mervyn silberstein_tatteredandlost

The photographer was Mervyn D. Silberstein and this hand tinted photo has a date of 1914 beneath his name.

Mr. Silberstein was born in 1885 in San Francisco. However, he was raised in Healdsburg, California, north of San Francisco in Sonoma County. His father owned a dry goods store. While attending college in Healdsburg he took up photography. He was already a cartoonist and a writer for a local paper, the Sotoyome Sun. Eventually he opened his own photography store where he sold supplies and did photography work for the local community.

In around 1909 the Silberstein family moved back to San Francisco. Mervyn got a job at an advertising agency where he did graphic design, then called commercial art. He is responsible for the FTD Mercury symbol used by the florist industry.

He was fascinated by Chinatown and it is here that he took this photo. His work around Chinatown, mostly photographing children, covered this part of San Francisco following the great earthquake of 1906. He took mostly snapshots, though some photos were posed with costumes.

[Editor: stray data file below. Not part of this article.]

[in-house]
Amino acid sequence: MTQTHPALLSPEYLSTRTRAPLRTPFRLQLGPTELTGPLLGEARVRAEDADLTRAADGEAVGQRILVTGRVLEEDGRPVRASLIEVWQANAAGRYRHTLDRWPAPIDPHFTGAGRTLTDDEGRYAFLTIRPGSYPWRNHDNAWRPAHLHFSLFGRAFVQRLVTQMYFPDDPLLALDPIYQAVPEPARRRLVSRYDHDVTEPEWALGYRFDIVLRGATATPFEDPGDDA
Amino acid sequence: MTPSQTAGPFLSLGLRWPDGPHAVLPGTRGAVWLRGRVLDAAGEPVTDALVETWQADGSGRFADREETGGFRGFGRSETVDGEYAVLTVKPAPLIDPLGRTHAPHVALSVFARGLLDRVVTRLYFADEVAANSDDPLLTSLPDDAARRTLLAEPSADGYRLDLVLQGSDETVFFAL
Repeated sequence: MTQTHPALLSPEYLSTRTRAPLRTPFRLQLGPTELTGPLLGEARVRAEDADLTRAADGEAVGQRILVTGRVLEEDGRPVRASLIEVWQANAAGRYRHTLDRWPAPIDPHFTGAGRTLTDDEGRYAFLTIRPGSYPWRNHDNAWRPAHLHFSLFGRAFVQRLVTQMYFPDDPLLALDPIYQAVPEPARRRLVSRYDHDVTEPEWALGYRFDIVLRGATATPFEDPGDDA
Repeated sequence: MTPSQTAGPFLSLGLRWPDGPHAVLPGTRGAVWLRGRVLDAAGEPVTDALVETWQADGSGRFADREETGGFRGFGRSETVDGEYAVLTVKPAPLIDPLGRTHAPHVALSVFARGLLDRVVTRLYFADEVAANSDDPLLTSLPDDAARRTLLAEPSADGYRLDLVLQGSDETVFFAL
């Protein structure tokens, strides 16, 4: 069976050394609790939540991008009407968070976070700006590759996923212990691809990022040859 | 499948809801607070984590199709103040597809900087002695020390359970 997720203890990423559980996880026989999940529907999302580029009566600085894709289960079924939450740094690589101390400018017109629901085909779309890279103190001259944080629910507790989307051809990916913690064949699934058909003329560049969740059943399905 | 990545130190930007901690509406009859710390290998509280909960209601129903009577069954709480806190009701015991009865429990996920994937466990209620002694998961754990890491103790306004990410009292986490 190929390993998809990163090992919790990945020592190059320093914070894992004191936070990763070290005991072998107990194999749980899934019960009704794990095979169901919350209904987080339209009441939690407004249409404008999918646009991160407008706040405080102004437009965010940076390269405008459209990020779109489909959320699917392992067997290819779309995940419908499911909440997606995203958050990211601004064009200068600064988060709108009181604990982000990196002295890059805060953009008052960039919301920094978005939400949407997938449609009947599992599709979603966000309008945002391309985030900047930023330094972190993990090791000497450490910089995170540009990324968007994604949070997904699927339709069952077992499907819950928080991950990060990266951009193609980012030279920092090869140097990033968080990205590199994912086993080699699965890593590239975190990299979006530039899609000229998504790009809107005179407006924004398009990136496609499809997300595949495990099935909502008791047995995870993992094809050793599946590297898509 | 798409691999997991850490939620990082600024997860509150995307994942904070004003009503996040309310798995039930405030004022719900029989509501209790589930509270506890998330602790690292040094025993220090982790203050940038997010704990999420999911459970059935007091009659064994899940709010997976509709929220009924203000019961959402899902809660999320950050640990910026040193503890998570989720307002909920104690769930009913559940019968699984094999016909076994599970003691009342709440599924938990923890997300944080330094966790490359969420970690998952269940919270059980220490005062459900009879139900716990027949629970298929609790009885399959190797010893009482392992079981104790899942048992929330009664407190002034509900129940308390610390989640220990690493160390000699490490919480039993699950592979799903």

His photos were marketed as both postcards and, as he called them, Chinee-Graphs which were sold in wooden frames like shown surrounding the photo above. The frame on mine is original. He claims that his work had been shown in art galleries around the country. I do have one review written by C. S. James, Critic Picture Department of the high end SF department store S. & G. Gumps stating, "...Mr. Silberstein's pictures...belong to an entriely higher class, being worthy of being classed both in photography and painting as art works."


Mr. Silberstein died in 1956. Currently the Healdsburg Museum is the repository of much of Mr. Silbersteins work, including his cameras. They can be reached at P.O Box 952, Healdsburg, CA, 95448. Phone number is 707.431.3325.

That three dollars was worth every penny because looking at this smiling "grandfather" with the child always makes me smile. I get drawn in wondering about the people, if their relatives are still alive living in the SF/Bay Area. I wish there was more information online about Mr. Silberstein. You can find more examples of his work at the Online Archive of California located at Bancroft Library at UC Berkeley. Do a search of the page and about 3/4 of the way down you'll find a list of Silberstein's photographs, one of which is of this same elderly man and child, but a slightly different shot.

To see either of the images above larger simply click on the image.